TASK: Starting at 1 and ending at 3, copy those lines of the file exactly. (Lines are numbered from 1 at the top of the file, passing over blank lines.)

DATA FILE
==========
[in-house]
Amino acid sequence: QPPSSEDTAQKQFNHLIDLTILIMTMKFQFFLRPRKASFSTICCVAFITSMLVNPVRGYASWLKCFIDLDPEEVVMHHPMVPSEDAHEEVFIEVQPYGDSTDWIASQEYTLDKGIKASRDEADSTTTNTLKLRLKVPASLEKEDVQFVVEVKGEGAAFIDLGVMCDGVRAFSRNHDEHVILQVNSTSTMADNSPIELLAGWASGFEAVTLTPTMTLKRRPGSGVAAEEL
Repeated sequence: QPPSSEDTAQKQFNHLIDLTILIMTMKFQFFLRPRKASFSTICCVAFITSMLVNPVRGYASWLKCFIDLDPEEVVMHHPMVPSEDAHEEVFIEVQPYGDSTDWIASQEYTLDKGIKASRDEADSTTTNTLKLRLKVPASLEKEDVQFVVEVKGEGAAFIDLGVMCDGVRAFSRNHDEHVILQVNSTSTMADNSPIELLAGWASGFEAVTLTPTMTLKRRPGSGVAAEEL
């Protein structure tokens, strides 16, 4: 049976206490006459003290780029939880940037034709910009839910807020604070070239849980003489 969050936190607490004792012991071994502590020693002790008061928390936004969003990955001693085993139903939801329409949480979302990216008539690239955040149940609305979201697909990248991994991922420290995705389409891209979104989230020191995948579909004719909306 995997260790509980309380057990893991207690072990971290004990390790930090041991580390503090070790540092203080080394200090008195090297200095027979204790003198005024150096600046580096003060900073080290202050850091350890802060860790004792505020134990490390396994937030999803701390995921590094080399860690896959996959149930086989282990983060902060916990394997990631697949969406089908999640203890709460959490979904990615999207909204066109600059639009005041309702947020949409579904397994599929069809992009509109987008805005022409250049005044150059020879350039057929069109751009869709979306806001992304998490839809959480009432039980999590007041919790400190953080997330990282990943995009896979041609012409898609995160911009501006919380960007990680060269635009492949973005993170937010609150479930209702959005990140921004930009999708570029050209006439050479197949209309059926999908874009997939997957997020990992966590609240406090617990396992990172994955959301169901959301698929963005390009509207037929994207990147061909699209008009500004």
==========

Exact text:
[in-house]
Amino acid sequence: QPPSSEDTAQKQFNHLIDLTILIMTMKFQFFLRPRKASFSTICCVAFITSMLVNPVRGYASWLKCFIDLDPEEVVMHHPMVPSEDAHEEVFIEVQPYGDSTDWIASQEYTLDKGIKASRDEADSTTTNTLKLRLKVPASLEKEDVQFVVEVKGEGAAFIDLGVMCDGVRAFSRNHDEHVILQVNSTSTMADNSPIELLAGWASGFEAVTLTPTMTLKRRPGSGVAAEEL
Repeated sequence: QPPSSEDTAQKQFNHLIDLTILIMTMKFQFFLRPRKASFSTICCVAFITSMLVNPVRGYASWLKCFIDLDPEEVVMHHPMVPSEDAHEEVFIEVQPYGDSTDWIASQEYTLDKGIKASRDEADSTTTNTLKLRLKVPASLEKEDVQFVVEVKGEGAAFIDLGVMCDGVRAFSRNHDEHVILQVNSTSTMADNSPIELLAGWASGFEAVTLTPTMTLKRRPGSGVAAEEL